What’s Bokeh in smartphone photography

In photography, Bokeh is the aesthetic quality of the blur produced in the out-of-focus parts of an image produced by a lens. Bokeh has been defined as “the way the lens renders out-of-focus points of light”. This has become one of the most popular subjects in photography today, mostly due to the fact that many smartphones now are trying to implement a form of taking such photos. Another reason why it is so popular could be because Bokeh makes photographs visually appealing, forcing us to focus our attention on a particular area of the image, the subject.

A few things we need to know about Bokeh, bokeh is the quality of out-of-focus or “blurry” parts of the image rendered by a camera lens – it is NOT the blur itself or the amount of blur in the foreground or the background of a subject. The blur that you are so used to seeing in photography that separates a subject from the background is the result of shallow “depth of field” and is generally simply called “background blur”.

Advertisement - Continue reading below

All lenses are capable of producing out of focus blur, but not all lenses are capable of rendering beautiful bokeh. Generally, portrait and telephoto lenses with large maximum apertures yield more pleasant-looking bokeh than zoom lenses. While this is true for dedicated DSLR cameras, the same principle applies to smartphones.

Bokeh in Smartphones

Of course, we may not be able to cram in full-size lenses on our smartphones so Bokeh in smartphones is achieved using other methods. One of the ways this can be achieved is the reason you have been seeing tons of new devices with two or even three camera lenses at the back. Also, over the past several years, smartphones have learned to create a background blur effect via software.

Also Read: Why New Smartphones come with Dual Camera

Using two cameras with different apertures and focal length

I know most of you are familiar with the effect ‘Close one eye and your depth perception only works to a limited degree.’ We need both eyes to perceive depth. Similarly, for phones to be able to do any variable depth/focusing tasks, they need two cameras.

The dual cameras of Huawei, Honor, Nokia and Motorola use identical focal lengths for each of the two sensors, making bokeh functionality available for wide-angle photos. But this isn’t the only purpose for these secondary cameras. Flagships have an additional purpose for the camera: For instance, on the Huawei Mate 10 Pro, the second sensor takes high-resolution black-and-white photos to supplement the rear camera’s RGB shots with additional brightness information. Its purpose is to improve image quality, particularly when using digital zoom. On the other hand, the second camera on the OnePlus 5T is intended to provide assistance when taking nighttime shots.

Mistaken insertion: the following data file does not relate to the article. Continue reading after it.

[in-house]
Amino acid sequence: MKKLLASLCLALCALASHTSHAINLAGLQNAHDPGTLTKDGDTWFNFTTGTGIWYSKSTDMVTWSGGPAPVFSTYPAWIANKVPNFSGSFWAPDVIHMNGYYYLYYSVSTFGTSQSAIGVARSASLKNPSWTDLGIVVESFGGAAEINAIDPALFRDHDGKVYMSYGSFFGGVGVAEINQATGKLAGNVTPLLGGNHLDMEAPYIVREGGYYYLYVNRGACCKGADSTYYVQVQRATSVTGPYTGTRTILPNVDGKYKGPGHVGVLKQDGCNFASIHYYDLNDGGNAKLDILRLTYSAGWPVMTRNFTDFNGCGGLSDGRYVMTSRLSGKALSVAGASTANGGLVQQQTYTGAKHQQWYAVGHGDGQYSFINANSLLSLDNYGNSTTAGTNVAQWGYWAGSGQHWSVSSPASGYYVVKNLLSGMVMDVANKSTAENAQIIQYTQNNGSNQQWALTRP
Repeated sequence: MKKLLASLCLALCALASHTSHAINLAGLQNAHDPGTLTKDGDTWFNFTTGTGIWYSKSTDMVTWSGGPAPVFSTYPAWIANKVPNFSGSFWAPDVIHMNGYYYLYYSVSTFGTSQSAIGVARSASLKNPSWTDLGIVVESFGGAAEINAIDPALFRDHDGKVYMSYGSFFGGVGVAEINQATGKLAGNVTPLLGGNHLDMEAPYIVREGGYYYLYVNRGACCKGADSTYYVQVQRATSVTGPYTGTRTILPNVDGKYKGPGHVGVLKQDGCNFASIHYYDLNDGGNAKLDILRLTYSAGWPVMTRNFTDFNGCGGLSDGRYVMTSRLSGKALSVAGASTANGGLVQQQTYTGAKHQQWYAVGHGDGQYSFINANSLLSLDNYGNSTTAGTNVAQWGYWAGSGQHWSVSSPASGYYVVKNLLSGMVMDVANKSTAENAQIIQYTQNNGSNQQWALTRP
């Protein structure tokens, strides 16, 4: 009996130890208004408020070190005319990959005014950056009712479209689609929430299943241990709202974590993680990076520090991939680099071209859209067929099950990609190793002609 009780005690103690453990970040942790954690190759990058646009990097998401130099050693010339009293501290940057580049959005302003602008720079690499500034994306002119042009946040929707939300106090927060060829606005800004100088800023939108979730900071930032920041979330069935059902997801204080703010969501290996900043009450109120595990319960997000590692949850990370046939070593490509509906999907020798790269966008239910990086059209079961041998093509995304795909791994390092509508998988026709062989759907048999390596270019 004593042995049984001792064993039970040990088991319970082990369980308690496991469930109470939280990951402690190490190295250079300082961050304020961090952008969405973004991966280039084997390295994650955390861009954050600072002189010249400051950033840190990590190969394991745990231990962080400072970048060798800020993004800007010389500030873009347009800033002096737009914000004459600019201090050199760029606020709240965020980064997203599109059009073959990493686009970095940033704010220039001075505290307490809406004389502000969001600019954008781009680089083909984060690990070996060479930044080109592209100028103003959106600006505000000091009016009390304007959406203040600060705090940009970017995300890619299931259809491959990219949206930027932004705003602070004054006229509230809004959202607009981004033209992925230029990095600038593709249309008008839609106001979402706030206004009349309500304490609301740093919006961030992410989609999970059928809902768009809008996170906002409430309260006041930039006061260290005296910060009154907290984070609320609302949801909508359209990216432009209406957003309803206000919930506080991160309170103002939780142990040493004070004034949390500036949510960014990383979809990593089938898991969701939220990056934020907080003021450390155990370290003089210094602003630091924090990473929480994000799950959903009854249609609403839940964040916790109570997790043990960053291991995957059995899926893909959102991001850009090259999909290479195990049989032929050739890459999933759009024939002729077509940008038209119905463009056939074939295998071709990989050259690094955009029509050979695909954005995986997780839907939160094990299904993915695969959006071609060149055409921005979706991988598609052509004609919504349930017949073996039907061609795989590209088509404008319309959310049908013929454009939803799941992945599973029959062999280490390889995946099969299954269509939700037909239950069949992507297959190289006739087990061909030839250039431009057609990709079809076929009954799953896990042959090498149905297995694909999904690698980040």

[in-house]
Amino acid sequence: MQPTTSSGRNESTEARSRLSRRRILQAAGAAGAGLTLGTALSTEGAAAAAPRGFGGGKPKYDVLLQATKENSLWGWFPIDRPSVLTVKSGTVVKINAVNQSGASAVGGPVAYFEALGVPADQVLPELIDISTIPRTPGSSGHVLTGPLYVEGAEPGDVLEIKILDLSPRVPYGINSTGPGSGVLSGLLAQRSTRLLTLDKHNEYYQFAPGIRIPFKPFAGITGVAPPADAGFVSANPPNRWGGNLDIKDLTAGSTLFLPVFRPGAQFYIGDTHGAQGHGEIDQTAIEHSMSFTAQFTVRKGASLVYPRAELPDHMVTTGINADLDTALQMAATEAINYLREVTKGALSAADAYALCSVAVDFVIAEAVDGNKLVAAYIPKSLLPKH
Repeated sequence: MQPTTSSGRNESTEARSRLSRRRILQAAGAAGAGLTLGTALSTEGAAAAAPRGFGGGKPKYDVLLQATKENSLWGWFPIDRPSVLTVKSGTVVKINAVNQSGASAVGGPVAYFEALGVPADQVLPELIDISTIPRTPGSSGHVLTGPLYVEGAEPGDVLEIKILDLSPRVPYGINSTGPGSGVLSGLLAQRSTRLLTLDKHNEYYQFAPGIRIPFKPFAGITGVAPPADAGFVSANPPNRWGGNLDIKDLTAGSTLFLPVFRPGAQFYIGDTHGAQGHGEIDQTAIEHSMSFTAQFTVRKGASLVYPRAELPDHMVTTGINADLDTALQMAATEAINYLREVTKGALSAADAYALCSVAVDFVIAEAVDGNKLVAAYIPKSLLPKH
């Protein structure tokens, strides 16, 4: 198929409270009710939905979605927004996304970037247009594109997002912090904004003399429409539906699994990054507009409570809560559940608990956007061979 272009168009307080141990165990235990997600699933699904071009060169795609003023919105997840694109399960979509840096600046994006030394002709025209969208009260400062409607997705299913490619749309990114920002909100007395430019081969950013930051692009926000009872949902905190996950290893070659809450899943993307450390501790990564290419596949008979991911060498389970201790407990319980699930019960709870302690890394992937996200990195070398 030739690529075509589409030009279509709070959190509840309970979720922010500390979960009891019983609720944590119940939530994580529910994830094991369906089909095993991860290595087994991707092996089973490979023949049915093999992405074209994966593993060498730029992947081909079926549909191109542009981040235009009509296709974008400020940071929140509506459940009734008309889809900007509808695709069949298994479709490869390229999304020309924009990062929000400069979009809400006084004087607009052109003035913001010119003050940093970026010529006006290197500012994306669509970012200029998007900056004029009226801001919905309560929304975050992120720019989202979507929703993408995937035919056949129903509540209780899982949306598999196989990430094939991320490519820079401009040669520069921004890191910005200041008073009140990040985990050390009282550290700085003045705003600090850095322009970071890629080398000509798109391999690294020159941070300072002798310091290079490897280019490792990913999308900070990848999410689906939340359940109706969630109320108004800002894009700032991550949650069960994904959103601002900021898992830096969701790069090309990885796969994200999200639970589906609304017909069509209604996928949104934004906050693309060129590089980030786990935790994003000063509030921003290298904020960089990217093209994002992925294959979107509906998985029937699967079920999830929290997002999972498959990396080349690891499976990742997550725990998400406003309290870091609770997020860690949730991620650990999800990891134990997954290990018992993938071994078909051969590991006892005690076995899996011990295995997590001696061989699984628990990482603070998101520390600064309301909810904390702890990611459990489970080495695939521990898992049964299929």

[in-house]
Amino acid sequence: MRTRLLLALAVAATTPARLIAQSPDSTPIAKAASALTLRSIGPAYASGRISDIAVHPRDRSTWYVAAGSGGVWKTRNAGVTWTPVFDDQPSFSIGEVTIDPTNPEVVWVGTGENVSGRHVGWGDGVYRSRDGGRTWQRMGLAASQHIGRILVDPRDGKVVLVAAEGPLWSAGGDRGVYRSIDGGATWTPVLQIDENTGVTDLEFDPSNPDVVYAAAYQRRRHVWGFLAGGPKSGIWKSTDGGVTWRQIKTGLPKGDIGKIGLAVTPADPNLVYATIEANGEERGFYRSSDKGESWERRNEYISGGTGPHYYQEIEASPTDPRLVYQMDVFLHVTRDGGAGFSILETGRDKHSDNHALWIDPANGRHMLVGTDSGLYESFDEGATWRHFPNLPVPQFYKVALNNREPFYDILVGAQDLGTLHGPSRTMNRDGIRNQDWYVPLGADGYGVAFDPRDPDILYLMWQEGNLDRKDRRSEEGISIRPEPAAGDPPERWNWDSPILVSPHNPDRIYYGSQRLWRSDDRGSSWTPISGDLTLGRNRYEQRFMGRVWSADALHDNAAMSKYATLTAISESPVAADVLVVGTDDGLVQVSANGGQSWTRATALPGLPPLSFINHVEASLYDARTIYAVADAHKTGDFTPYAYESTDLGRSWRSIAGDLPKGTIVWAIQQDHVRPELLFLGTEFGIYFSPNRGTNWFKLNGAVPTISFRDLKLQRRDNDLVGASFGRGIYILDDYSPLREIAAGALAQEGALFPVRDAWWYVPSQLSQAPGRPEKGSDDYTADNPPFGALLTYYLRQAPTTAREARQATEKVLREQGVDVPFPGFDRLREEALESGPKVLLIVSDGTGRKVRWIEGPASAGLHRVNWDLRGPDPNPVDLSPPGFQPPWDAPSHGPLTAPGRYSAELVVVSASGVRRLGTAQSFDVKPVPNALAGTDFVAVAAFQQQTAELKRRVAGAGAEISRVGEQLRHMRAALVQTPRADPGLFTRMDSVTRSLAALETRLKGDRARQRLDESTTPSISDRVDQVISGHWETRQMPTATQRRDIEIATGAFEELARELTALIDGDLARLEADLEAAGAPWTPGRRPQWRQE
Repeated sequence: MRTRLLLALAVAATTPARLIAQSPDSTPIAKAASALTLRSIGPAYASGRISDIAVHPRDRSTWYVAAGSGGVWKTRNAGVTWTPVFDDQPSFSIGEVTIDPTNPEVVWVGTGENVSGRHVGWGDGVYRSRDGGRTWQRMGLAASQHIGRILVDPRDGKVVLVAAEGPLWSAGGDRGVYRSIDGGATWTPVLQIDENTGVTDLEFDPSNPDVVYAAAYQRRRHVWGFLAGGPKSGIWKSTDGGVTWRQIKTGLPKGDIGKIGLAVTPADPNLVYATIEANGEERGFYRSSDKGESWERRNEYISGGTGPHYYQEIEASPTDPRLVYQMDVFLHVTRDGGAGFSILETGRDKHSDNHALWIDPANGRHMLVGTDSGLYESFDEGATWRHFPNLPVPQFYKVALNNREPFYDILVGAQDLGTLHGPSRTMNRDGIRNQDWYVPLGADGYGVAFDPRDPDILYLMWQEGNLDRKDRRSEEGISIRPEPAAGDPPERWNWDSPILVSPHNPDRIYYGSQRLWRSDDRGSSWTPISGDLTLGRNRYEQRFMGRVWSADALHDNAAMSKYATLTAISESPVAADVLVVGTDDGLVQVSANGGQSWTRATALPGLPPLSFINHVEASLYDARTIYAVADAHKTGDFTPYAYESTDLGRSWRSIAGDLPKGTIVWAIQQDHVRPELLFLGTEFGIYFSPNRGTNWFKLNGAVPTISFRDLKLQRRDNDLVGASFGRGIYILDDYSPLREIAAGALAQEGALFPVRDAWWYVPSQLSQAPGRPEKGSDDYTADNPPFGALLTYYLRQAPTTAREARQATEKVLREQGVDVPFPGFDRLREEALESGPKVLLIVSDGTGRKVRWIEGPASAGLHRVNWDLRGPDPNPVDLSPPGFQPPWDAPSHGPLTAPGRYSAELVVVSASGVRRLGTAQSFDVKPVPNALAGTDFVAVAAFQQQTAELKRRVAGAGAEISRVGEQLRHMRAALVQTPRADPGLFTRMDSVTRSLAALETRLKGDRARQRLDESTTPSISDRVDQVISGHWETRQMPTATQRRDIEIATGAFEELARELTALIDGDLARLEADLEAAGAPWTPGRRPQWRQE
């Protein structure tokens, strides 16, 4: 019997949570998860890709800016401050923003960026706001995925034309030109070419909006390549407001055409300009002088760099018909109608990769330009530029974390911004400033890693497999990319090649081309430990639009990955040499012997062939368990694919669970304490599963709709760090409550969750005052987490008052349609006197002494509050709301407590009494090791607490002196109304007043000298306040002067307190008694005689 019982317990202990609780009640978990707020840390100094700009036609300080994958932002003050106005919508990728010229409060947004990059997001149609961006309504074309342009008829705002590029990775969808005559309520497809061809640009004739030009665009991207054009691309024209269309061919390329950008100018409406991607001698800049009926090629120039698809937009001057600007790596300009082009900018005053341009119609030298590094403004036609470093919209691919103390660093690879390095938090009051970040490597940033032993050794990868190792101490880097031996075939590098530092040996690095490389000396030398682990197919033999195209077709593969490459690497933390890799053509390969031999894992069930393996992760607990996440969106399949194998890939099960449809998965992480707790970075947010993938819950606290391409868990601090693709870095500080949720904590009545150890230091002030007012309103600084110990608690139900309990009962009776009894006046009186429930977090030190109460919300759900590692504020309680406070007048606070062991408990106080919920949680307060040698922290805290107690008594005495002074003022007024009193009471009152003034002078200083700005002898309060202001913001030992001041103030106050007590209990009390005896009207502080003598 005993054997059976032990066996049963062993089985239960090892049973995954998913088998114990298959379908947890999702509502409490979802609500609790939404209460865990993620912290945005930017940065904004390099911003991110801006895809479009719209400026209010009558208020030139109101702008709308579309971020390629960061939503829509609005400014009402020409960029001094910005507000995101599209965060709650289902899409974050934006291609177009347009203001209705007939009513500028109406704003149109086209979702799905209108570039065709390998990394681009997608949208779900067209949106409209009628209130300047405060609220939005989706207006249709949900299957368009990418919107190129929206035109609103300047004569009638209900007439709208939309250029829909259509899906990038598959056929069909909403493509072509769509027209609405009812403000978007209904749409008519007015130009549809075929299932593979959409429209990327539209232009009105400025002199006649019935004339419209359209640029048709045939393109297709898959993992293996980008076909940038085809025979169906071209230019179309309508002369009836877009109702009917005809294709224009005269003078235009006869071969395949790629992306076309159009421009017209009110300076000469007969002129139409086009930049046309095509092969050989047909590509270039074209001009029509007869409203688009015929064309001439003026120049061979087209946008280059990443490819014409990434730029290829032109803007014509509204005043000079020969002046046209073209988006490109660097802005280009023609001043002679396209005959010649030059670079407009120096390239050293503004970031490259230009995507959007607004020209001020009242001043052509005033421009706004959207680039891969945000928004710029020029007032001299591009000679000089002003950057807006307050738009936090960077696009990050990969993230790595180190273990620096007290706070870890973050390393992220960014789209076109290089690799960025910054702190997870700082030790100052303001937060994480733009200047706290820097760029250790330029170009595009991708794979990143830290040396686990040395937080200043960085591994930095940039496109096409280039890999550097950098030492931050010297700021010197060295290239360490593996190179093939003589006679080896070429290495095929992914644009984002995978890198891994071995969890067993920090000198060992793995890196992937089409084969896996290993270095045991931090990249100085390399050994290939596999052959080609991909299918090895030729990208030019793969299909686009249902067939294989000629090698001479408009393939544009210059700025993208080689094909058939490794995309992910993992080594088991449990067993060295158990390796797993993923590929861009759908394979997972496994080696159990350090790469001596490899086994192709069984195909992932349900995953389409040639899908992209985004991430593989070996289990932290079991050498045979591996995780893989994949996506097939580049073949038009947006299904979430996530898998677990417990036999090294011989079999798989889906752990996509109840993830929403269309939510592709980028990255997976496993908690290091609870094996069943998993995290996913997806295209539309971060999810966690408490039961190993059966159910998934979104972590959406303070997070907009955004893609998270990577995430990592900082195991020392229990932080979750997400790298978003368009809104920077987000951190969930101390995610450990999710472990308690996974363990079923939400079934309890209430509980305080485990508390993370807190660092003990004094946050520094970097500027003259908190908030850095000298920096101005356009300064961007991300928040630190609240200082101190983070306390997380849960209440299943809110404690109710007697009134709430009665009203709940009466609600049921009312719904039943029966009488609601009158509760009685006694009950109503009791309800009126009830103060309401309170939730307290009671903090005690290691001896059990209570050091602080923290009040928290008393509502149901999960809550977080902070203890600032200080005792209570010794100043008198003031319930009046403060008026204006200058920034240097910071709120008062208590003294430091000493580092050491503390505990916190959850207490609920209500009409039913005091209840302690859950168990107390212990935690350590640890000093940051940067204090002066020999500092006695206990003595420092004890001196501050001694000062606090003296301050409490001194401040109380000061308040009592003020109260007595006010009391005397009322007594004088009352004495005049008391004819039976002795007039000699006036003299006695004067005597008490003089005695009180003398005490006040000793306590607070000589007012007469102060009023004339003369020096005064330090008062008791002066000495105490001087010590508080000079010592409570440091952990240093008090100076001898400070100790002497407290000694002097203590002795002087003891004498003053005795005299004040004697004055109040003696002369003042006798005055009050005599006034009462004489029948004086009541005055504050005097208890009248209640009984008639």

Bokeh with one lens

The first phone that comes to mind is the Google Pixel 2, the smartphone that disapproved everyone by being able to put out exceptional quality Bokeh shots with just one camera in a world where everyone else needed two lenses to take any form of Bokeh shot.

Advertisement - Continue reading below

One feature of the IMX362 image sensor is helpful here, namely the dual-pixel autofocus. It divides every single pixel on the sensor into two halves and, like on dual cameras, this process makes it possible to generate two slightly shifted images. However, the technological implementation is more complex than with the two individual sensors, since the offset is not in the centimetre range, but rather equal to half of the lens diameter.


The actual pixel generation process here combines a complete set of photos from the depth map and furthermore uses AI-supported image analysis.


For a long time, beautiful Bokeh effect photos were exclusive to the expensive DSLR cameras. That isn’t the case anymore. There are now many different ways to take background blurs, even with small image sensors and the mini-lenses found in smartphone cameras. With better sensors and richer software to support, these smartphones are only going to get better at taking these DSLR-like shots. I might not be much of a photographer but I really am excited for the future of mobile photography.


Sign up to our Newsletter for expert advice and tips of how to get the most out of your Tech Gadgets

One thought on “What’s Bokeh in smartphone photography

Leave a Reply

This site uses Akismet to reduce spam. Learn how your comment data is processed.